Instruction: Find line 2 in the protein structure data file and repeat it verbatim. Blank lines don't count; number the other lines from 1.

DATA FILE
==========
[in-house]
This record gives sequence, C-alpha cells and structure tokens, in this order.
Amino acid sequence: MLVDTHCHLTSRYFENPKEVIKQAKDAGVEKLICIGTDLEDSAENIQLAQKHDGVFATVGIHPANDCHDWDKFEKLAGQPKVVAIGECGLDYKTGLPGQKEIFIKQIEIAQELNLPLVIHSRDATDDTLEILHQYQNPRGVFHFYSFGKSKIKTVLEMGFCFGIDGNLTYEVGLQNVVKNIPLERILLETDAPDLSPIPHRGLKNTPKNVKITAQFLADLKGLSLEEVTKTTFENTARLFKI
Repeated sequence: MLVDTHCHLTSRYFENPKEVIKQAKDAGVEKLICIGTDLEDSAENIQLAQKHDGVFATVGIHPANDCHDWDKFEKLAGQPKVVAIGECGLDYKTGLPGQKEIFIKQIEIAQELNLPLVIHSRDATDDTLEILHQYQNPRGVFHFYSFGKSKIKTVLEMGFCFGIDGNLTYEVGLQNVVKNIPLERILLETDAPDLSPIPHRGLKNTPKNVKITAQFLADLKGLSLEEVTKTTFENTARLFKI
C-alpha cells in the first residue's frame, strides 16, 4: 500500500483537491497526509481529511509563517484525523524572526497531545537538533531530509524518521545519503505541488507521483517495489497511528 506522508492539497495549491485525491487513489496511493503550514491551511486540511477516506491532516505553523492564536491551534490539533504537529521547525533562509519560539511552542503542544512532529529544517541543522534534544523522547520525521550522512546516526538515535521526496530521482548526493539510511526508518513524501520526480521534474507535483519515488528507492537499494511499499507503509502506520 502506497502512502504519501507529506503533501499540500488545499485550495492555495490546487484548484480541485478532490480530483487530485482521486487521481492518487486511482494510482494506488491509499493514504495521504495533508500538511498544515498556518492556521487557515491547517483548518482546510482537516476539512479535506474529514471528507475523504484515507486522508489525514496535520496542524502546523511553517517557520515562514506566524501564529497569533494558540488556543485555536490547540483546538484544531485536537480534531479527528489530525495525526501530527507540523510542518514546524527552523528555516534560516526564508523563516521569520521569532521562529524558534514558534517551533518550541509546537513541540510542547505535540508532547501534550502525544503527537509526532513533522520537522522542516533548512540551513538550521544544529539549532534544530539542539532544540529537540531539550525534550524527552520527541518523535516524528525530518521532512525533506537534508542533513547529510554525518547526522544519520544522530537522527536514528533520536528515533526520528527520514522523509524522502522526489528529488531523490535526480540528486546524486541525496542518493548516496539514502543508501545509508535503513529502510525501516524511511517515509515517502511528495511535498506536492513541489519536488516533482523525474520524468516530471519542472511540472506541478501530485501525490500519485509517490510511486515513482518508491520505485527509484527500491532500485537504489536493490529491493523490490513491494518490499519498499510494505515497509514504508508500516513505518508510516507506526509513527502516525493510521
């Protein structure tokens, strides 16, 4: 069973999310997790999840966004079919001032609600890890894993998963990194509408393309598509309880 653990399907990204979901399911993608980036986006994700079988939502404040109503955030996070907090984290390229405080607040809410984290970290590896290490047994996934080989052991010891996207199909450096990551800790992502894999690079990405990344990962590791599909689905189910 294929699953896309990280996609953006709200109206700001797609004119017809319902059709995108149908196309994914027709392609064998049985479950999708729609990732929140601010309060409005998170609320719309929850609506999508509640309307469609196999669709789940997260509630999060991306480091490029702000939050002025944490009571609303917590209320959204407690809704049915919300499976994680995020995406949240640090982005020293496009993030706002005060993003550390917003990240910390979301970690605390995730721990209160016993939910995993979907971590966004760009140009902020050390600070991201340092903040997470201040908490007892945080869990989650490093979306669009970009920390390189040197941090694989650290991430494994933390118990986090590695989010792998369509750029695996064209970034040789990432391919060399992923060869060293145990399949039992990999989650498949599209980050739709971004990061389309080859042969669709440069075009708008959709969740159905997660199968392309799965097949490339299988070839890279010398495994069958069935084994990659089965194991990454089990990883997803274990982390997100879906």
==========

This record gives sequence, C-alpha cells and structure tokens, in this order.